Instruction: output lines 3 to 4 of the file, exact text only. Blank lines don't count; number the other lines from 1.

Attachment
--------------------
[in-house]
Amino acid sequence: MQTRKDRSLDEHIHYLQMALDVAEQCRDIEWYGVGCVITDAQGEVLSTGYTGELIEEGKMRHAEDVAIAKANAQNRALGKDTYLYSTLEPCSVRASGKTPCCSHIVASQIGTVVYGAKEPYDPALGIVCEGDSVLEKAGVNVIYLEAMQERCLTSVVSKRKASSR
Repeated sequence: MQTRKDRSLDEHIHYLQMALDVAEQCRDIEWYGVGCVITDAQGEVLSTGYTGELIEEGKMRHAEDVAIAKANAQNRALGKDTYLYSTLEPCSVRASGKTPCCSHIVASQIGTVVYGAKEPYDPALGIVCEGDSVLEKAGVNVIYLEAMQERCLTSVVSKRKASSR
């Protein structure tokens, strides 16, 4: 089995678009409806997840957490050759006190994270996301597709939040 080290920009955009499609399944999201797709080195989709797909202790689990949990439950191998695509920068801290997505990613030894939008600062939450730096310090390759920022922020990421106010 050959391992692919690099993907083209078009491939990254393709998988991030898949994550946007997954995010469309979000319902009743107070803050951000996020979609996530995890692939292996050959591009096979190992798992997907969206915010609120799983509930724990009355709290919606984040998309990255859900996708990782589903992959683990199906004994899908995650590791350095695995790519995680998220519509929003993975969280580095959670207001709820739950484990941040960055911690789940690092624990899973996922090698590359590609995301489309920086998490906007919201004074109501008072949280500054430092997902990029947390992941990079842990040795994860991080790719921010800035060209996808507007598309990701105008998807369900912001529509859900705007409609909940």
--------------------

Repeated sequence: MQTRKDRSLDEHIHYLQMALDVAEQCRDIEWYGVGCVITDAQGEVLSTGYTGELIEEGKMRHAEDVAIAKANAQNRALGKDTYLYSTLEPCSVRASGKTPCCSHIVASQIGTVVYGAKEPYDPALGIVCEGDSVLEKAGVNVIYLEAMQERCLTSVVSKRKASSR
């Protein structure tokens, strides 16, 4: 089995678009409806997840957490050759006190994270996301597709939040 080290920009955009499609399944999201797709080195989709797909202790689990949990439950191998695509920068801290997505990613030894939008600062939450730096310090390759920022922020990421106010 050959391992692919690099993907083209078009491939990254393709998988991030898949994550946007997954995010469309979000319902009743107070803050951000996020979609996530995890692939292996050959591009096979190992798992997907969206915010609120799983509930724990009355709290919606984040998309990255859900996708990782589903992959683990199906004994899908995650590791350095695995790519995680998220519509929003993975969280580095959670207001709820739950484990941040960055911690789940690092624990899973996922090698590359590609995301489309920086998490906007919201004074109501008072949280500054430092997902990029947390992941990079842990040795994860991080790719921010800035060209996808507007598309990701105008998807369900912001529509859900705007409609909940």